Government pushed for greater self-isolation support

Two-fifths of workers would reportedly go into debt if their income dropped to the current level of statutory sick pay

One in five workers who have been forced to self-isolate due to Covid-19 and were not able to work from home did not receive any sick pay, according to a poll conducted by the Trades Union Congress (TUC).

The body has urged the government to increase financial support to those who will be “plunged into hardship” by receiving little or no statutory sick pay (SSP) while in isolation.

Also revealed by the poll was that 21% of workers forced to isolate, who were not able to work from home had to access their savings, while 10% struggled to cover their bills.

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Francis O’Grady, general secretary at TUC, said: “The government must do everything possible to slow down the spiralling rise in Covid-19 cases.

“With the virus becoming more infectious, it’s more important than ever that people self-isolate when they develop symptoms. But the lack of decent sick pay is undermining Britain’s public health effort and is forcing workers to choose between doing the right thing and being plunged into hardship.”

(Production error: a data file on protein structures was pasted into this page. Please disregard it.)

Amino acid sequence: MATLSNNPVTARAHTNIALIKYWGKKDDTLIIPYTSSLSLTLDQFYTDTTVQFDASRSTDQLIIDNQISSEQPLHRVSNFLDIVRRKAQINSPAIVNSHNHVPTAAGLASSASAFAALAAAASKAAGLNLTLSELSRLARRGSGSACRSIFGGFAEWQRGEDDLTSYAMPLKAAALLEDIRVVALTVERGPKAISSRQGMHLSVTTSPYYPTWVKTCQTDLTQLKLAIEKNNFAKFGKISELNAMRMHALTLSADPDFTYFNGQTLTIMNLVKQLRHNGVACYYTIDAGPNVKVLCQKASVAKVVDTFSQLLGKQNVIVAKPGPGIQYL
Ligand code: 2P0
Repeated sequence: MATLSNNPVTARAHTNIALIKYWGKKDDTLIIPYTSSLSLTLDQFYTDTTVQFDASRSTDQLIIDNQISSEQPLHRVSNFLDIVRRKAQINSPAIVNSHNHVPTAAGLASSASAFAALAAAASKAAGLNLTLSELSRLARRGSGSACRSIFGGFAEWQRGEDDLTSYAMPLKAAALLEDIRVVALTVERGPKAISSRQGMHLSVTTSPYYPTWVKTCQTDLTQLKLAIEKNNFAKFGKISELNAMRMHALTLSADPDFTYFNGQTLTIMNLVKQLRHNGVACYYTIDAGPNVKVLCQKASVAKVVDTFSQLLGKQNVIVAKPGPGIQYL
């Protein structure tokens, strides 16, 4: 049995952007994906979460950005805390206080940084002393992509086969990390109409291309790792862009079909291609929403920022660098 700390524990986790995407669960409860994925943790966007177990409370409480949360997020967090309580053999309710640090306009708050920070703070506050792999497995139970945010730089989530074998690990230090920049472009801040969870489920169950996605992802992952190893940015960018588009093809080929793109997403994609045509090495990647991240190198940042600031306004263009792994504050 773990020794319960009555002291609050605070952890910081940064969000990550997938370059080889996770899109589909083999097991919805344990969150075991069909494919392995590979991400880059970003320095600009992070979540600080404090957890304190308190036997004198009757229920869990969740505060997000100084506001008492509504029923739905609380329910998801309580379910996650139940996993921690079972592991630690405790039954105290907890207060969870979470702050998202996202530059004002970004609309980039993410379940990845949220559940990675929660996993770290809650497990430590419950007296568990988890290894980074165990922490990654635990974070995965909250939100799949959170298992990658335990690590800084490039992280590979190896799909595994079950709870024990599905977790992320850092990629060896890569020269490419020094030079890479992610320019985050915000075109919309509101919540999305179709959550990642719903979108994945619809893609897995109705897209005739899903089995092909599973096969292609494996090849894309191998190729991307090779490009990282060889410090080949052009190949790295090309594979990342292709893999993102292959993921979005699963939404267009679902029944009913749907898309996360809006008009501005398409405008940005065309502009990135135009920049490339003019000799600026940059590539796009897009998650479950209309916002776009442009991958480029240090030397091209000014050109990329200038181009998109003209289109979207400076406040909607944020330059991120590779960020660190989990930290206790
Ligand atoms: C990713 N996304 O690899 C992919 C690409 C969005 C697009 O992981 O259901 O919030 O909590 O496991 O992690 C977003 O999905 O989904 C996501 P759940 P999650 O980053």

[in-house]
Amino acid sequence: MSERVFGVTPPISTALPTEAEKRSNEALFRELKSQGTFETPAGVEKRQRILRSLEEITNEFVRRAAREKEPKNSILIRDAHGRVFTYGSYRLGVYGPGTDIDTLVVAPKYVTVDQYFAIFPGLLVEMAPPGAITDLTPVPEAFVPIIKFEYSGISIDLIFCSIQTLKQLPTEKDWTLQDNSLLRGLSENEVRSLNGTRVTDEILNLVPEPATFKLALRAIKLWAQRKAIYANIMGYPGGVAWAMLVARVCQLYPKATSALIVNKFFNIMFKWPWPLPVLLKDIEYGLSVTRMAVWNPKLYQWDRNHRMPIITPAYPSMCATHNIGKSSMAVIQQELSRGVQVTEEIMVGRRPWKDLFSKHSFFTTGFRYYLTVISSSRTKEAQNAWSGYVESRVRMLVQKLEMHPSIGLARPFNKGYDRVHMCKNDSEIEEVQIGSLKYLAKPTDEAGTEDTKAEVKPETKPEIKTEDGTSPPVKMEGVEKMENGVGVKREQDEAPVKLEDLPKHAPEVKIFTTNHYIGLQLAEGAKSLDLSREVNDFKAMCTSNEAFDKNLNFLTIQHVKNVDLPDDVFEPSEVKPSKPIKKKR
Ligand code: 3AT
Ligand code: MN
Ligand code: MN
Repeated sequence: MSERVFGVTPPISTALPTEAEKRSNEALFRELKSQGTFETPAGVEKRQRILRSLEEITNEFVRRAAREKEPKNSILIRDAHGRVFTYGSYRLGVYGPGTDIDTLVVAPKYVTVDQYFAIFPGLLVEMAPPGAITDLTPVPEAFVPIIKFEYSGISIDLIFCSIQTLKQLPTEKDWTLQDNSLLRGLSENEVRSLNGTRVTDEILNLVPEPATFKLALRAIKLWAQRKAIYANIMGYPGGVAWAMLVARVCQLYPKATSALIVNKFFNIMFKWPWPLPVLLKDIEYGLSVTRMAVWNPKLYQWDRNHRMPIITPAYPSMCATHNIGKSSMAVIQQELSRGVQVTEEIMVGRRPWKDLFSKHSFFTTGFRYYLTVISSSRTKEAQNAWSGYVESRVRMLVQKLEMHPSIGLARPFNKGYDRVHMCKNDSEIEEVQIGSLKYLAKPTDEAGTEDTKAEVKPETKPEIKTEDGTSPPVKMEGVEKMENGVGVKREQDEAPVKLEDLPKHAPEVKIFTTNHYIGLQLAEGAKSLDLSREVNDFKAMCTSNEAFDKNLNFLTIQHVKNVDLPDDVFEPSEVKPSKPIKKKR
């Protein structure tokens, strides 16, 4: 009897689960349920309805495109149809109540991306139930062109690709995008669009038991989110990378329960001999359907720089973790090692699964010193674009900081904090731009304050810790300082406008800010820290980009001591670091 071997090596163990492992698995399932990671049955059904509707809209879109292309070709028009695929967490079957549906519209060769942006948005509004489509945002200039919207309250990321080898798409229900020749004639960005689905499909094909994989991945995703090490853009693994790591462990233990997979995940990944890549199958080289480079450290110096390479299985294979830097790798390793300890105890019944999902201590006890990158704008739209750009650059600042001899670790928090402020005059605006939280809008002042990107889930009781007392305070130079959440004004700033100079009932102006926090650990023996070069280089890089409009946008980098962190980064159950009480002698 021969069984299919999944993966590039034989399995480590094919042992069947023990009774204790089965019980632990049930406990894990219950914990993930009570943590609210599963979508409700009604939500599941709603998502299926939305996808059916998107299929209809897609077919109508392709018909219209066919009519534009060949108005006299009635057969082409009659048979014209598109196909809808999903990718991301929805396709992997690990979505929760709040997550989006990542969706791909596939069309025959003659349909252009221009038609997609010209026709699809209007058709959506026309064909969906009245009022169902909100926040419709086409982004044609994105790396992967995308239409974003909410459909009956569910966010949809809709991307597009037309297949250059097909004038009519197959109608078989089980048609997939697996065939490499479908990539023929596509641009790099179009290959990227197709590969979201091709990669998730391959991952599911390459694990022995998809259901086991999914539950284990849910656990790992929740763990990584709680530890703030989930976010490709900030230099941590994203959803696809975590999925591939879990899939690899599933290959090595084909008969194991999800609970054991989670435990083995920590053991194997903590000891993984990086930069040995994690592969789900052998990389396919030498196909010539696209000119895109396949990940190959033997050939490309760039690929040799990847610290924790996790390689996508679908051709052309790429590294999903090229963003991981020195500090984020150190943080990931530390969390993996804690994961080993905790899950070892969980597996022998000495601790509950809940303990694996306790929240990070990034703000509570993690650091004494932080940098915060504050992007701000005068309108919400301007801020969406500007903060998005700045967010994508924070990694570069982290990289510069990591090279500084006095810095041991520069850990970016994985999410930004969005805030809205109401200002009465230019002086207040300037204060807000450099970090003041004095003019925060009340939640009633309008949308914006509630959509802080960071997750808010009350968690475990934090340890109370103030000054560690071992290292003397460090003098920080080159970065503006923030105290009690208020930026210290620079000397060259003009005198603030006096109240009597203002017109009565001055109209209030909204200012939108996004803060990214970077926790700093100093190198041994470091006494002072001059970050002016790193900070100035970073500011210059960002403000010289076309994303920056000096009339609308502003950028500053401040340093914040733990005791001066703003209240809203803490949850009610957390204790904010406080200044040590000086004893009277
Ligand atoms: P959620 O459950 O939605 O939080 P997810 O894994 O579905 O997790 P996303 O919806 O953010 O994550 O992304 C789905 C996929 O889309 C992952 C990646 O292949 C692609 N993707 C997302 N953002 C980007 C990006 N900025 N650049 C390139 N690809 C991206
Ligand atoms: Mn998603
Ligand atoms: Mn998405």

In response to the poll’s revelation that two-fifths of workers say they would go into debt if their income dropped to the current level of SSP (£96 a week), TUC has called for the rate to be increased to the real living wage.

The body has also urged the government to extend SSP to all workers and introduce greater support for household finances such as council tax and rent.

O’Grady added: “Ministers must stop turning a blind eye to this problem and raise sick pay to at least the real living wage of £320 a week. And they must ensure that everyone has access to it.”

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